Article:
307Notes-Chapter3 - Chapter III Orthogonality 65 III...

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Chapter III Orthogonality 65
III Orthogonality III.1 Orthogonality and Projections III.1.1 Orthogonal vectors Recall that the dot product, or inner product of two vectors x = 2 6 6 6 4 x 1 x 2 . . . x n 3 7 7 7 5 y = 2 6 6 6 4 y 1 y 2 . . . y n 3 7 7 7 5 is denoted by x · y or h x , y i and defined by x T y = x 1 x 2 · · · x n 2 6 6 6 4 y 1 y 2 . . . y n 3 7 7 7 5 = n X i =1 x i y i Some important properties of the inner product are symmetry x · y = y · x and linearity ( c 1 x 1 + c 2 x 2 ) · y = c 1 x 1 · y + c 2 x 2 · y . The norm, or length, of a vector is given by k x k = p x · x = v u u t n X i =1 x 2 i An important property of the norm is that k x k = 0 implies that x = 0 . The geometrical meaning of the inner product is given by x · y = k x kk y k cos( ) where is the angle between the vectors. The angle can take values from 0 to . The Cauchy–Schwarz inequality states | x · y |  k x kk y k . It follows from the previous formula because | cos( ) | 1. The only time that equality occurs in the Cauchy–Schwarz inequality, that is x · y = k x kk y k , is when cos( ) = ± 1 and is either 0 or . This means that the vectors are pointed in the same or in the opposite directions. 66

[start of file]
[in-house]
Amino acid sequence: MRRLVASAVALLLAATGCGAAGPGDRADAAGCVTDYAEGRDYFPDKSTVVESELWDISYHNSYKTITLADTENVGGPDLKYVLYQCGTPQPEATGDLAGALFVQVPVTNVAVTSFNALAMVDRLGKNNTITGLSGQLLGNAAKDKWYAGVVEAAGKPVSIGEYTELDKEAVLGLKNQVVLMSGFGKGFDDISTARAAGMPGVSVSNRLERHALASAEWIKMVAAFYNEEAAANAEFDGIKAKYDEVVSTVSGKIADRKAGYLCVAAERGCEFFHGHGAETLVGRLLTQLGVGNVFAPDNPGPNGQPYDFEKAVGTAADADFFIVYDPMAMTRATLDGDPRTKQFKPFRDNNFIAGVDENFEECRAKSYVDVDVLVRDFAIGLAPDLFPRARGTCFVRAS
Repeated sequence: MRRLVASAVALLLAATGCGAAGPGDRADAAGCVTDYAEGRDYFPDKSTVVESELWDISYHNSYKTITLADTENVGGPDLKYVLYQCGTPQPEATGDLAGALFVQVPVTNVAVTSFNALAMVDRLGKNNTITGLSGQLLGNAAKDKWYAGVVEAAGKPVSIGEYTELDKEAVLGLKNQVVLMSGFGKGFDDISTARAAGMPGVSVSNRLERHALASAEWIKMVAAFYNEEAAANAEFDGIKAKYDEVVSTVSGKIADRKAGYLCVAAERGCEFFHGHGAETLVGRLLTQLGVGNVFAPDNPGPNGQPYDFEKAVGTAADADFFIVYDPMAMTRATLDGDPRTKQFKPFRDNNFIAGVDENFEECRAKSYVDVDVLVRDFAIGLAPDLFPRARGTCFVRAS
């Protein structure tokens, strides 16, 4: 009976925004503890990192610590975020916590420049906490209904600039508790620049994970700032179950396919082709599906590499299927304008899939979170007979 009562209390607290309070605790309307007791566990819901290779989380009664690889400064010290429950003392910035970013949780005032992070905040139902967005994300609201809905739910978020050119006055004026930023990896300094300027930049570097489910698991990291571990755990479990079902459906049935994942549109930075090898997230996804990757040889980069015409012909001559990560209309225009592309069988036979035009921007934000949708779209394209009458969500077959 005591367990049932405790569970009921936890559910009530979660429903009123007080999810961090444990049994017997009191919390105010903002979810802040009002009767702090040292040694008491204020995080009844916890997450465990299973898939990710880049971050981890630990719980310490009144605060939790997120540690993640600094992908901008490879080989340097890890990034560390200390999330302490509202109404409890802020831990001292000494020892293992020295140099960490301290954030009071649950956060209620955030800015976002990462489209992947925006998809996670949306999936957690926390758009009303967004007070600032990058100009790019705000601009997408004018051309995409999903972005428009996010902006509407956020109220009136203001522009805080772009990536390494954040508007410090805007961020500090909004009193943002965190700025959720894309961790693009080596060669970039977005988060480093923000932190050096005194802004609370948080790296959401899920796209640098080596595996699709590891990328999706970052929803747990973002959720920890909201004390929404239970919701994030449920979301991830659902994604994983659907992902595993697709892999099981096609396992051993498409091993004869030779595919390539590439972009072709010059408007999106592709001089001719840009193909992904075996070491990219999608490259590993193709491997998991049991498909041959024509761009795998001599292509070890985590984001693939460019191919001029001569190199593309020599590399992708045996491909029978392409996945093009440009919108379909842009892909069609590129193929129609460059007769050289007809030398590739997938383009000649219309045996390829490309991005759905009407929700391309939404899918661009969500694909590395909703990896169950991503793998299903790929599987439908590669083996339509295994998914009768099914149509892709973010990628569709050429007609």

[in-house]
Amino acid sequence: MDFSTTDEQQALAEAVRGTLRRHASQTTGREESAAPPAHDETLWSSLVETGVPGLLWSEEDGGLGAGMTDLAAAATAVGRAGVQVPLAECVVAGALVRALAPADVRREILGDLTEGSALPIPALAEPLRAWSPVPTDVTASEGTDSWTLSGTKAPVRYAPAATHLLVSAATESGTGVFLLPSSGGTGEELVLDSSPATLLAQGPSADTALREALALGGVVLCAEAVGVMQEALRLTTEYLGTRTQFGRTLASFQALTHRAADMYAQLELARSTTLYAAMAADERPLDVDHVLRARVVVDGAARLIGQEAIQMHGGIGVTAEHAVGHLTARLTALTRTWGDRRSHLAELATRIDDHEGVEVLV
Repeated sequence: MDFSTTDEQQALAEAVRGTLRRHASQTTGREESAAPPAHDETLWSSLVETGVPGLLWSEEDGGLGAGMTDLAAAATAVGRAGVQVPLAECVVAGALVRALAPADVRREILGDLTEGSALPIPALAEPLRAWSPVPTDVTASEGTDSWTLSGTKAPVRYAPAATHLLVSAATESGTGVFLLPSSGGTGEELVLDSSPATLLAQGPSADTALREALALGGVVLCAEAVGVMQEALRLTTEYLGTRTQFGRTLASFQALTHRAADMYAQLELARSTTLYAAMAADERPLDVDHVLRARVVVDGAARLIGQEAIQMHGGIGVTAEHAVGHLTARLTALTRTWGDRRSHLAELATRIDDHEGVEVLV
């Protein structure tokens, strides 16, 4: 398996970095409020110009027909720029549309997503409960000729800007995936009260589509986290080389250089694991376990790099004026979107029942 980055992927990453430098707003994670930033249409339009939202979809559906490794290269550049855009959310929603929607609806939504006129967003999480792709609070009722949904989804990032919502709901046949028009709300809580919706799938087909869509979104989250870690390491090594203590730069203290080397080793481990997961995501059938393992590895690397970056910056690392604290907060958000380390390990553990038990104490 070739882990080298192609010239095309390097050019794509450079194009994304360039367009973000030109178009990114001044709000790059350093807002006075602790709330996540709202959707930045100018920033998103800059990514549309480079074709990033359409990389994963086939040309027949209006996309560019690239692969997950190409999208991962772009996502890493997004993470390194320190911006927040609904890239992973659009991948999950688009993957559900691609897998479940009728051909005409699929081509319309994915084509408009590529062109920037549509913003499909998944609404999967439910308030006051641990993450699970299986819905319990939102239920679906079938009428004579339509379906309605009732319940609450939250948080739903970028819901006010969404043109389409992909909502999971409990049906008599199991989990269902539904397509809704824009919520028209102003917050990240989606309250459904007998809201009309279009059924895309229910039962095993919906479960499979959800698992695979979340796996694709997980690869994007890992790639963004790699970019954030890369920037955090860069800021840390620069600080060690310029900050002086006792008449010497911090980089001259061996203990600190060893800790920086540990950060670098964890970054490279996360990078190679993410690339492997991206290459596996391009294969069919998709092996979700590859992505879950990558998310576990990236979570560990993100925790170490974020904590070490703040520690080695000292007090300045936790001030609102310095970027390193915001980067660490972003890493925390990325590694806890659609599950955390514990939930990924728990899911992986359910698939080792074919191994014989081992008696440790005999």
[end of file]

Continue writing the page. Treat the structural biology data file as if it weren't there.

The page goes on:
III.1 Orthogonality and Projections The vectors x and y are orthogonal if x · y = 0. Geometrically this means either that one of the vectors is zero or that they are at right angles. This follows from the formula above, since cos( ) = 0 implies = / 2. Another way to see that x · y = 0 means that vectors are orthogonal is from Pythagoras’ formula. If x and y are at right angles then k x k 2 + k y k 2 = k x + y k 2 . But k x + y k 2 = ( x + y ) · ( x + y ) = k x k 2 + k y k 2 + 2 x · y so Pythagoras’ formula holds exactly when x · y = 0. To compute the inner product of (column) vectors X and Y in MATLAB/Octave we use the formula x · y = x T y . Thus the inner product can be computed using X’*Y . (If X and Y are row vectors, the formula is X*Y’ .) The norm of a vector X is computed by norm(X) . In MATLAB/Octave inverse trig functions are computed with asin(), acos() etc. So the angle between column vectors X and Y could be computed as > acos(X’*Y/(norm(X)*norm(Y))) III.1.2 Orthogonal subspaces Two subspaces V and W are said to be orthogonal if every vector in V is orthogonal to every vector in V . In this case we write V ? W . In this figure V ? W and also S ? T . 67
III Orthogonality A related concept is the orthogonal complement. The orthogonal complement of V , denoted V ? is the subspace containing all vectors orthogonal to V . In the figure W = V ? but T 6 = S ? since T contains only some of the vectors orthogonal to S . If we take the orthogonal complement of V ? we get back the original space V : This is certainly plausible from the pictures. It is also obvious that V ( V ? ) ? , since any vector in V is perpendicular to vectors in V ?

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